Tired of hearing about Web 2.0? Sick of being told that you need to use social networking as part of your comprehensive media marketing strategy? Beginning to suspect that this whole social networking thing was invented by IT geeks post the dot-com bust in a bid to re-live the glory days?
Celebrities in particular have seen the value of Twitter and are taking it up in record droves. On any given day, you can read tweets from and reply to Ashton Kutcher, Hugh Jackman or Miley Cyrus. You can also have a conversation with Richard Branson, or tweet Tony Robbins.
So, what’s the attraction?
Twitter is a platform for people to interact.
See, this whole social networking thing is not as complicated as you think it is. In fact, it really comes down to two things:
Most entrepreneurs have realised that they need to provide value via social networking. Unfortunately, many have still failed to have the revelation that “value” does not refer to what they find valuable, but to what their clients find valuable. Your clients don’t care if you’ve released a new product. They don’t care if Janine in sales has had a baby. They care about how what you do will affect them.
This is the bit that’s missing from most social networking. See, social networking, at its heart, is about interaction. It’s about community. If you were around for the original online boom in the 90s, you’ll remember the sudden emergence of online communities based mainly around chat rooms on websites like Yahoo and AOL. Marketers could never figure out how to monetise these rooms and contented themselves with banner advertising.
Example: the first person to one million followers on Twitter? Actor Ashton Kutcher. How? He got online and talked to people. All of a sudden a million of his fans realised they could have a direct conversation with their favourite star.
This is where the secret of social networking lies. Reaching out, talking to your fans. Interacting with them, asking their opinion. Becoming a real person that they can have a relationship with.
The moment you start thinking about “monetising” you miss the point. It’s not about making money. It’s about developing relationships. Yes, those relationships will make you money – but only if you focus on building them and don’t spend the whole time thinking about the money.
Think about it – you know when someone approaches you looking to develop a partnership or broker a deal and they’re just thinking about the money. You can see it in their eyes, hear it in their voices – they literally stink of desperation.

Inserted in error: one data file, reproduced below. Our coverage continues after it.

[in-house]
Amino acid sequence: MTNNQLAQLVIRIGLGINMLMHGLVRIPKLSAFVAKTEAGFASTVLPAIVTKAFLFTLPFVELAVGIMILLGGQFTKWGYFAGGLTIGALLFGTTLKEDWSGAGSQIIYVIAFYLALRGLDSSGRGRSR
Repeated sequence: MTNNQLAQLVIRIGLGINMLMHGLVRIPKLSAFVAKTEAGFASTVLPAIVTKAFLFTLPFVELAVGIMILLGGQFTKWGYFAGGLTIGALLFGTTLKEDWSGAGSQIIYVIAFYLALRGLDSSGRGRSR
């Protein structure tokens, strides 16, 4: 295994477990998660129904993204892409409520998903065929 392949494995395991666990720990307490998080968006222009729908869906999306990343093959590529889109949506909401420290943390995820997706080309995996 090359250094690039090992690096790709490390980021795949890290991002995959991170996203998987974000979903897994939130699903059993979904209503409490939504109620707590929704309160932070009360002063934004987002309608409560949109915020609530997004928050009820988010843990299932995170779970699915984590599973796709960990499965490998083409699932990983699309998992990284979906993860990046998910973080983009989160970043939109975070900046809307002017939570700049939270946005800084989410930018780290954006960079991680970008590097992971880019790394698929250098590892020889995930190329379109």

On the other hand, when someone approaches you focusing on what they can do for you, on the value they can provide for you … well, that’s a whole different thing.
And, of course, herein lies the issue with social networking for many entrepreneurs. There’s no getting around it – utilisation of social networking as a form of marketing requires an input of time.
This bugs a lot of business owners, looking for a shortcut. Isn’t there some way in which we can just, like, advertise on it or something? Do we really need to spend hours in front of our computers tweeting, LinkingIn and Facebooking?
Well that depends – do you want to have one on one conversations with entire enclaves of your ideal target market? Do you want to be seen as a leading source of information? Do you want to be one of the cool kids?
Interestingly, it’s not just about being cool with kids – the median age of Twitter users is 31 and Twitter is heavily utilised by business owners.
If you want to learn how to use Twitter effectively, follow these people and copy what they’re doing.
- Guy Kawasaki – @GuyKawasaki
- Jim Stewart – @jimboot
- Scott Stratten – @unmarketing
- Ed Dale – @Ed_Dale
- Alister Cameron – @alicam
If you want to see what your own standing on Twitter is, get your rank from http://www.twitalyzer.com/
Leela Cosgrove is Managing Director of Business Writers Anonymous, focused on sales, marketing and business development. She is also a firewalker, has a black-belt in Tae Kwon Do, a penchant for tattoos, and enjoys bands such as Rammstein, Li Bach, Marilyn Manson, Pennywise and Bad Religion.